Bullying has reached new heights because of the ability of bullies to wreak havoc against others from behind the shield of the computer screen.

Serious injury caused by cyberbullies has attracted the attention of lawmakers who justly want to criminally penalize the conduct. But it's a delicate area entangled with legitimate free speech rights.

Rep. Kathryn Watson, a Berks County Republican, has introduced a bill creating a high-level misdemeanor, comparable to simple assault, for impersonating someone else online. She cited cases involving students impersonating teachers online to harass other students, and others in which students spread false information online to ruin reputations of classmates.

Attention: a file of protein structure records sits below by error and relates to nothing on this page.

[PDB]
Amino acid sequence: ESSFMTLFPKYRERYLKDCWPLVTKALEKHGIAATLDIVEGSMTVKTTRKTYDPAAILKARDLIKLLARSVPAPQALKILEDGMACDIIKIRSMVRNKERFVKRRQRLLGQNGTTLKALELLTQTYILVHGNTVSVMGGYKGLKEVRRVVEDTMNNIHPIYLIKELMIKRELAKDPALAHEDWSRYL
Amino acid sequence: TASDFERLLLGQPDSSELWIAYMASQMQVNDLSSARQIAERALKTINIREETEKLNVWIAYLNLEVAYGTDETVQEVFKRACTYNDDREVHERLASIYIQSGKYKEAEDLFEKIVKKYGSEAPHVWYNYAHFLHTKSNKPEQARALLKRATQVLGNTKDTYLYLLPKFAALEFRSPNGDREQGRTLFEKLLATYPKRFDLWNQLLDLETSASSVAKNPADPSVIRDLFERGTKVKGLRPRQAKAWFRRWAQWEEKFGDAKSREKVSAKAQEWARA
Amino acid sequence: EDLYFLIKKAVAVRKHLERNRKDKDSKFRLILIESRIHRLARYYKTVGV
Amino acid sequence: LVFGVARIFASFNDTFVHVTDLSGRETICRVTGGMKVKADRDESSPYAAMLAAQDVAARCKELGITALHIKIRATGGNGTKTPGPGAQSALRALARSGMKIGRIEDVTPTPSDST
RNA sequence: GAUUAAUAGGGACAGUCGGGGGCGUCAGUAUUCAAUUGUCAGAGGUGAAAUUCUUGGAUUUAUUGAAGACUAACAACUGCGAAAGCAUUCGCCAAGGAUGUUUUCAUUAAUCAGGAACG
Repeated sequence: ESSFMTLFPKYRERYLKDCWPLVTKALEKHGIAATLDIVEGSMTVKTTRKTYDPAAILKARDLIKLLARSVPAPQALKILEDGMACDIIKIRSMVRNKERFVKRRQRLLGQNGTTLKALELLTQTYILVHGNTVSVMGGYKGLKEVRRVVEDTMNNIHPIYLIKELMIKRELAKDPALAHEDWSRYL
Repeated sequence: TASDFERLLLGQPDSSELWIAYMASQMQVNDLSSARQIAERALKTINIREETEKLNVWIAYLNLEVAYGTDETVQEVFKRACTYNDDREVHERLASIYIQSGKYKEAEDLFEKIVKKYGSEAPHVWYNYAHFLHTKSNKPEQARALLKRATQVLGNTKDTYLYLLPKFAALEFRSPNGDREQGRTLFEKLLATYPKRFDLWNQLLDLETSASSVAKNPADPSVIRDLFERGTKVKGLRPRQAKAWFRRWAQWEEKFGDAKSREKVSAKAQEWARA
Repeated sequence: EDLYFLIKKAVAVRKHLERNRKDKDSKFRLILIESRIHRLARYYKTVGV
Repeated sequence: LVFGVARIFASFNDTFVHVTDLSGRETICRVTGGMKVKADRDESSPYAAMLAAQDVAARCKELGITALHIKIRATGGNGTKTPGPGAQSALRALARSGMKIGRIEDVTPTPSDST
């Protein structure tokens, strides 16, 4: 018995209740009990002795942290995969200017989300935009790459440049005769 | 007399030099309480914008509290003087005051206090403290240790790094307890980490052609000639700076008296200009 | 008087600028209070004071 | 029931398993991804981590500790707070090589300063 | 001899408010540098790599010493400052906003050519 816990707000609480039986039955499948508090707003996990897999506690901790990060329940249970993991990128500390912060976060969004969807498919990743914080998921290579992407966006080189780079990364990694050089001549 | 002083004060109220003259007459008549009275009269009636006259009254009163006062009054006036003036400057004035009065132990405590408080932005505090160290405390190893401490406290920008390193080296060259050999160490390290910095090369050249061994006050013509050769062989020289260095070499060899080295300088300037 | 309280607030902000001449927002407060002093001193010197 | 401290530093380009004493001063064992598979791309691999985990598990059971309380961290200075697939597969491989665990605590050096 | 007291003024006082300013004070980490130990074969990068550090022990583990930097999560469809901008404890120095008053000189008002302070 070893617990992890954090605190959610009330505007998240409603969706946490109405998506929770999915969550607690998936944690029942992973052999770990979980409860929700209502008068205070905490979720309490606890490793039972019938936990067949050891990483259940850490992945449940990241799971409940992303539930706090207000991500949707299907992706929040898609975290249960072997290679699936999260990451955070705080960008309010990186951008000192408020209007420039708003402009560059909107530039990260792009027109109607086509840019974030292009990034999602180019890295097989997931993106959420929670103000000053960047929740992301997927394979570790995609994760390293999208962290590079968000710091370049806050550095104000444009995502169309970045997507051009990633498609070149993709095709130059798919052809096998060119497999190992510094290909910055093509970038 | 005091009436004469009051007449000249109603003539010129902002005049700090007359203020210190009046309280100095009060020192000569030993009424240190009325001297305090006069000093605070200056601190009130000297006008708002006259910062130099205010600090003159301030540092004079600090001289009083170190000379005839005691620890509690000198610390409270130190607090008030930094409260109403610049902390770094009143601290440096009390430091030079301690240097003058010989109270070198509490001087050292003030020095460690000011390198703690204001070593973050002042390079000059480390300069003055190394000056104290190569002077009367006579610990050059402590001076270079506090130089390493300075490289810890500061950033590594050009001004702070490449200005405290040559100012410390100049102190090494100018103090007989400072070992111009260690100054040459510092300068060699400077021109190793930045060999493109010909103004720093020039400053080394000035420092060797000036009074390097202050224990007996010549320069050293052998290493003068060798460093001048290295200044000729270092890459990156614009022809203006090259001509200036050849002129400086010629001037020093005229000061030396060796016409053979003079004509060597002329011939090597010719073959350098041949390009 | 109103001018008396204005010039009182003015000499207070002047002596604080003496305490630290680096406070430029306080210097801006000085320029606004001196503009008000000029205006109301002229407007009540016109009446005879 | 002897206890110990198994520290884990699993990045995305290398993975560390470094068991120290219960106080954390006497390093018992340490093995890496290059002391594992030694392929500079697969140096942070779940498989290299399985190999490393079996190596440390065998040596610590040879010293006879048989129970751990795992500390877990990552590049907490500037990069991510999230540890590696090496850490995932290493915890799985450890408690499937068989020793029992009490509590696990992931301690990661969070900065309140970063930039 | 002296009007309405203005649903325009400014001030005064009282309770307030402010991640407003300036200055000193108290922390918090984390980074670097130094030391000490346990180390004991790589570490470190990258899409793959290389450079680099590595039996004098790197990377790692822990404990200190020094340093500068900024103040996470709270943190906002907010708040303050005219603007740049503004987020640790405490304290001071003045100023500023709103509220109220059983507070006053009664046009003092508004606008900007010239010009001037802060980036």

Ms. Watson contends that the bill will not impinge First Amendment rights because it requires prosecutors to prove criminal intent by the impersonator to do harm. She believes that will protect satire, parody and other commentary, and harmless joking among acquaintances.

Because of the complexity of the English language, Ms. Watson takes on a daunting task. Intent cannot be determined by results alone. A misinterpreted message that has a bad result might not reflect the intent of the person who crafted the message.

The complexity of the language also affects the crafting of the law itself. Ms. Watson faces a huge challenge in finding language targeting those with criminal intent that is broad enough to punish them, yet narrow enough not to ensnare the innocent.

Ms. Watson is definitely on the right track, but lawmakers must be careful and skeptical when asked for penalties that could become barriers to free speech.